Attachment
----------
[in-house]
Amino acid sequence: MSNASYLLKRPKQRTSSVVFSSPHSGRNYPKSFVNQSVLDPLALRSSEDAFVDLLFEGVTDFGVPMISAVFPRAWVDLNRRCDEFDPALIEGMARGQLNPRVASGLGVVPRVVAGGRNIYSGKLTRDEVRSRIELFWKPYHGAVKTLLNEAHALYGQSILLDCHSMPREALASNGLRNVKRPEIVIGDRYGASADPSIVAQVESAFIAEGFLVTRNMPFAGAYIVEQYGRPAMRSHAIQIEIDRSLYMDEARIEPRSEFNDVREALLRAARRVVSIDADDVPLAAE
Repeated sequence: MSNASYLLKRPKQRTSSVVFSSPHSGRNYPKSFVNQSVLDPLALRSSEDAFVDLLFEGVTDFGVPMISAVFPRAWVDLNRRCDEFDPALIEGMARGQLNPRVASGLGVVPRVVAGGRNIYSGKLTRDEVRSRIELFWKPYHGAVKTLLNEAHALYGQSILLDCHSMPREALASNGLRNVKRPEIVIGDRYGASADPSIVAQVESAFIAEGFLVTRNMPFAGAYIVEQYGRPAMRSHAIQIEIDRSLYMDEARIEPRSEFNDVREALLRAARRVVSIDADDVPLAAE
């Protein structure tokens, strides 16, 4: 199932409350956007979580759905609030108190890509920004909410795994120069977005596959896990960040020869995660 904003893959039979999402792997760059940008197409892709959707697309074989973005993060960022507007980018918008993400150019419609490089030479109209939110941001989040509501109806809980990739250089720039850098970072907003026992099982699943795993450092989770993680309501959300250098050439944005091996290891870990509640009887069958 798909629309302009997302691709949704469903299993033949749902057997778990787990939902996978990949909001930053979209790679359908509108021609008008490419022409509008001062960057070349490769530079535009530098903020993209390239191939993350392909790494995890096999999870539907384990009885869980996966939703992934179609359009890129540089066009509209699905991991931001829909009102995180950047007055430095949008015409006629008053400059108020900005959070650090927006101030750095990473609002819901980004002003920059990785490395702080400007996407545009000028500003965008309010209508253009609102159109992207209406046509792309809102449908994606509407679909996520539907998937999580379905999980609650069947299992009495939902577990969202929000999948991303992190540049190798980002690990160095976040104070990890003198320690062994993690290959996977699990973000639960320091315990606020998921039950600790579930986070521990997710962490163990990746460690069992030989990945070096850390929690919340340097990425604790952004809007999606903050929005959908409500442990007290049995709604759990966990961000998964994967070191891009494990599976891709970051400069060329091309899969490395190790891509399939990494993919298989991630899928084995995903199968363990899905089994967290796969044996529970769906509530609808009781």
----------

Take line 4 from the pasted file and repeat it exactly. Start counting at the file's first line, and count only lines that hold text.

């Protein structure tokens, strides 16, 4: 199932409350956007979580759905609030108190890509920004909410795994120069977005596959896990960040020869995660 904003893959039979999402792997760059940008197409892709959707697309074989973005993060960022507007980018918008993400150019419609490089030479109209939110941001989040509501109806809980990739250089720039850098970072907003026992099982699943795993450092989770993680309501959300250098050439944005091996290891870990509640009887069958 798909629309302009997302691709949704469903299993033949749902057997778990787990939902996978990949909001930053979209790679359908509108021609008008490419022409509008001062960057070349490769530079535009530098903020993209390239191939993350392909790494995890096999999870539907384990009885869980996966939703992934179609359009890129540089066009509209699905991991931001829909009102995180950047007055430095949008015409006629008053400059108020900005959070650090927006101030750095990473609002819901980004002003920059990785490395702080400007996407545009000028500003965008309010209508253009609102159109992207209406046509792309809102449908994606509407679909996520539907998937999580379905999980609650069947299992009495939902577990969202929000999948991303992190540049190798980002690990160095976040104070990890003198320690062994993690290959996977699990973000639960320091315990606020998921039950600790579930986070521990997710962490163990990746460690069992030989990945070096850390929690919340340097990425604790952004809007999606903050929005959908409500442990007290049995709604759990966990961000998964994967070191891009494990599976891709970051400069060329091309899969490395190790891509399939990494993919298989991630899928084995995903199968363990899905089994967290796969044996529970769906509530609808009781």